“It’s going to be tough,” said right fielder Jay Bruce, who played frequently against the Cubs in the NL Central until the Mets acquired him from the Reds on Aug. 1. “They’re a good team. The Cubs are a great team.”

Bruce explained: “Anybody in the playoffs is a good team. The thing that sets the Cubs apart is that they have sluggers, but those sluggers also get on base a lot. If you catch a slugging team in the playoffs that doesn’t get on base and they go cold, then it’s like, ‘Uh-oh.’ The Cubs get on base and they slug. And their pitching is very good. They’re obviously the team to beat.”

The Giants know it, and rest assured, the Giants don’t care. Giants things, even-year things, are happening again. If you don’t believe me, just replay Wednesday night’s ninth inning, which began with the score still 0-0. And remember that Mets righty Noah Syndergaard was jaw-dropping in his dominance of the Giants in the first seven innings, striking out 10 while allowing just five baserunners.

The Giants celebrated Syndergaard’s removal by loading the bases against Mets setup man Addison Reed in the eighth, only to see Hunter Pence strike out. They began the ninth with another threat, a leadoff double by Brandon Crawford, prompting an immediate moment of truth. Bochy ordered his No. 6 hitter, Angel Pagan, to bunt, wanting to grab the lead before he would need to pinch-hit for Bumgarner.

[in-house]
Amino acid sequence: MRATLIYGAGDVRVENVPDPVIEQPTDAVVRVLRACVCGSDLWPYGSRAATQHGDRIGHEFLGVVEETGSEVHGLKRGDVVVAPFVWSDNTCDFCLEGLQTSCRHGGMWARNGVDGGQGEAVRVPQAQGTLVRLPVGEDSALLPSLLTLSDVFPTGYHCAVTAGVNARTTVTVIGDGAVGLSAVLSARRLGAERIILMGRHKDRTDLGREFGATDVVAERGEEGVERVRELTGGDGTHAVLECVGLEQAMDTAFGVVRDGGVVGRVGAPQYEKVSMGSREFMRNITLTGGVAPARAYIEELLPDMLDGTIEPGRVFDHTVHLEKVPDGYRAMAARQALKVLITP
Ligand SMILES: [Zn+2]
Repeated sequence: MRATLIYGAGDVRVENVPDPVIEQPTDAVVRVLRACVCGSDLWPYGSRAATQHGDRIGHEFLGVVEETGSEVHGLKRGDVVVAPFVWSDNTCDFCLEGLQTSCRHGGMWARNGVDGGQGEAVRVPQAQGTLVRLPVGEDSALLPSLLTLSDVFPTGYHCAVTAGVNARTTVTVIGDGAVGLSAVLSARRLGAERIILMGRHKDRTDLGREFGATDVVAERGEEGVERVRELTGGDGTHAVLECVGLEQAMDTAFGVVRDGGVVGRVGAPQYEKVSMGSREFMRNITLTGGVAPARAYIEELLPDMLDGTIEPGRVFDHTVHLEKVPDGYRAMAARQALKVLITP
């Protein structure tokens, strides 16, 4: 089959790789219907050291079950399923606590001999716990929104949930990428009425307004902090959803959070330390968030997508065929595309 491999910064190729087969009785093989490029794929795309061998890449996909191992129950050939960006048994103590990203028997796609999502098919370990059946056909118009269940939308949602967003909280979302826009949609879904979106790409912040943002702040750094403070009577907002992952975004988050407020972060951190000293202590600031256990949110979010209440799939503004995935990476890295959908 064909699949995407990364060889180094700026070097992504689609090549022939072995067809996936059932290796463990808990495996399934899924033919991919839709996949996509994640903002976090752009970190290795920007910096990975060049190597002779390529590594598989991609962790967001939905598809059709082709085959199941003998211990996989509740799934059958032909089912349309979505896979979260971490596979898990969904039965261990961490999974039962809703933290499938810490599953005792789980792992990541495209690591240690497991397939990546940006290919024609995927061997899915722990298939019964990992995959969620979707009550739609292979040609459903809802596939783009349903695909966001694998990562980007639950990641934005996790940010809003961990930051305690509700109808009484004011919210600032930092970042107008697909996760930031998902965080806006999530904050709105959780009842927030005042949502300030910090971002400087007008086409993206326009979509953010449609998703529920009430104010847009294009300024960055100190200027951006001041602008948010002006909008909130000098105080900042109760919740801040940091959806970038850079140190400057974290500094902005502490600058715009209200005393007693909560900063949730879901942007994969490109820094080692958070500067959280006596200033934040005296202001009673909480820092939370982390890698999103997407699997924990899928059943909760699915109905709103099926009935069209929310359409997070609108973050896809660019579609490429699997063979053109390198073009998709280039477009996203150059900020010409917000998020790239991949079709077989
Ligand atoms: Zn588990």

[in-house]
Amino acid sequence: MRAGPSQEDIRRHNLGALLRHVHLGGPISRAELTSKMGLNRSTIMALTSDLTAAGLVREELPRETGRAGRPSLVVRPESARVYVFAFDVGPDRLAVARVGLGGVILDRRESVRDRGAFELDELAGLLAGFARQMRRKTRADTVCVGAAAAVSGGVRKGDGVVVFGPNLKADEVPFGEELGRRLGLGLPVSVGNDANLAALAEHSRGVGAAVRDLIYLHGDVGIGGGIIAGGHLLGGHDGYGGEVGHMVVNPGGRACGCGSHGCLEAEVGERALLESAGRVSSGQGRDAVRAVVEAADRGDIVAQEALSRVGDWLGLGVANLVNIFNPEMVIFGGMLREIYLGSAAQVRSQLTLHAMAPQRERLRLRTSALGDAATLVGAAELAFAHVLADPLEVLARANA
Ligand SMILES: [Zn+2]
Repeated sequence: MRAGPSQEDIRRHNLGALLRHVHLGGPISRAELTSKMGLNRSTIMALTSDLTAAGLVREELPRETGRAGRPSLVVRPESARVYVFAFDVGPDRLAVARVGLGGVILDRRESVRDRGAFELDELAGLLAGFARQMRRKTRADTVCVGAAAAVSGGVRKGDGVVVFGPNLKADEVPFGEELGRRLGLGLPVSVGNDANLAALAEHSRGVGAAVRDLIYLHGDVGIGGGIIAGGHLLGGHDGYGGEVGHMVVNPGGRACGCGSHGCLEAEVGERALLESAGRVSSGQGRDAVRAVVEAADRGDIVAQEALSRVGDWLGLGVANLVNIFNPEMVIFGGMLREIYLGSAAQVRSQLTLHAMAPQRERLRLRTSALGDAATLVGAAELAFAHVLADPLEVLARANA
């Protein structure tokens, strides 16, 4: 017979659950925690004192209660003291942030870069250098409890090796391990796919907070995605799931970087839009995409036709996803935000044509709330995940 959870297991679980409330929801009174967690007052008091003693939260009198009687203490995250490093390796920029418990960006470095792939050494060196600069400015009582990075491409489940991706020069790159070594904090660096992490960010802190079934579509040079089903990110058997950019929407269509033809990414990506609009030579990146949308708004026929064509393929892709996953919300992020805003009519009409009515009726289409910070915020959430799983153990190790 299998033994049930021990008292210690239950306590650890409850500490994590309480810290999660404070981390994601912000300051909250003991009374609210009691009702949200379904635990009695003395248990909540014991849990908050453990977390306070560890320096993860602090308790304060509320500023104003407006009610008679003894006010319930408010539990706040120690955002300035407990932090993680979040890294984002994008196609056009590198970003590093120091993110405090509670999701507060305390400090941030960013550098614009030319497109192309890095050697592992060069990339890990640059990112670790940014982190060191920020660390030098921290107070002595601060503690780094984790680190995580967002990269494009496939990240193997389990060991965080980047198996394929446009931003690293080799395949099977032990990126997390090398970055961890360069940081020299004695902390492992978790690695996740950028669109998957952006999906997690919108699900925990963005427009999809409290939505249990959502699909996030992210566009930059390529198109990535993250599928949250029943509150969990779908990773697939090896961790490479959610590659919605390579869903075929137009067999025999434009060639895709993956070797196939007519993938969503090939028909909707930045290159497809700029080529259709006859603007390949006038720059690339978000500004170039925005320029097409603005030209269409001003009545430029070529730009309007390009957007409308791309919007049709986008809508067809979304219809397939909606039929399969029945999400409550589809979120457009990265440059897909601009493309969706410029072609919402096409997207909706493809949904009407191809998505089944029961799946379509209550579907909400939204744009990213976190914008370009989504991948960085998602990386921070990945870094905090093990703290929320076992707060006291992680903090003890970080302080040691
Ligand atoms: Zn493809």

Pagan, who had executed only one sacrifice since 2012, failed in his first attempt, failed again on his second and then — after Bochy gave him the option of swinging away — struck out. Joe Panik followed with a walk, bringing up Gillaspie for another moment of truth. Bochy would have had no choice but to hit for Bumgarner if Gillaspie had made the second out.

Not to worry: Gillaspie went deep on a 1-1 count.

“I was pretty excited that Syndergaard wasn’t in there — he has some of the best stuff I’ve ever seen,” Gillaspie said. “As far as the home run, you know what? I’ll be honest with you, I couldn’t tell you where the pitch was at. Right now, I have no idea where it was. I just know it was up enough to swing at.”

Ah, but the story didn’t end there. Jarrett Parker was in the on-deck circle, ready to hit for Bumgarner. Bochy said he watched Parker high-five Gillaspie, then screamed at him to return to the dugout.

The Giants had the lead. Bumgarner was at 106 pitches. Bochy, after watching his bullpen crumble in the second half, wanted no one else to pitch the ninth.

Afterward, a reporter asked Bumgarner in the interview room why he was so successful in winner-take-all games. Bumgarner started to reply — “I wish I had an answer for you. I don’t.” — when Gillaspie interjected.

“He’s tough, that’s why. He’s a competitive, competitive guy at everything he does, and it shows not in baseball but anything in life. I mean, the guy will have a competition with anybody over anything. And those are the kind of guys you want on your club, there’s no doubt.”

The Giants have a team full of those guys, as we learned in 2010, ’12 and ‘14.

On to Chicago. On to the Cubs.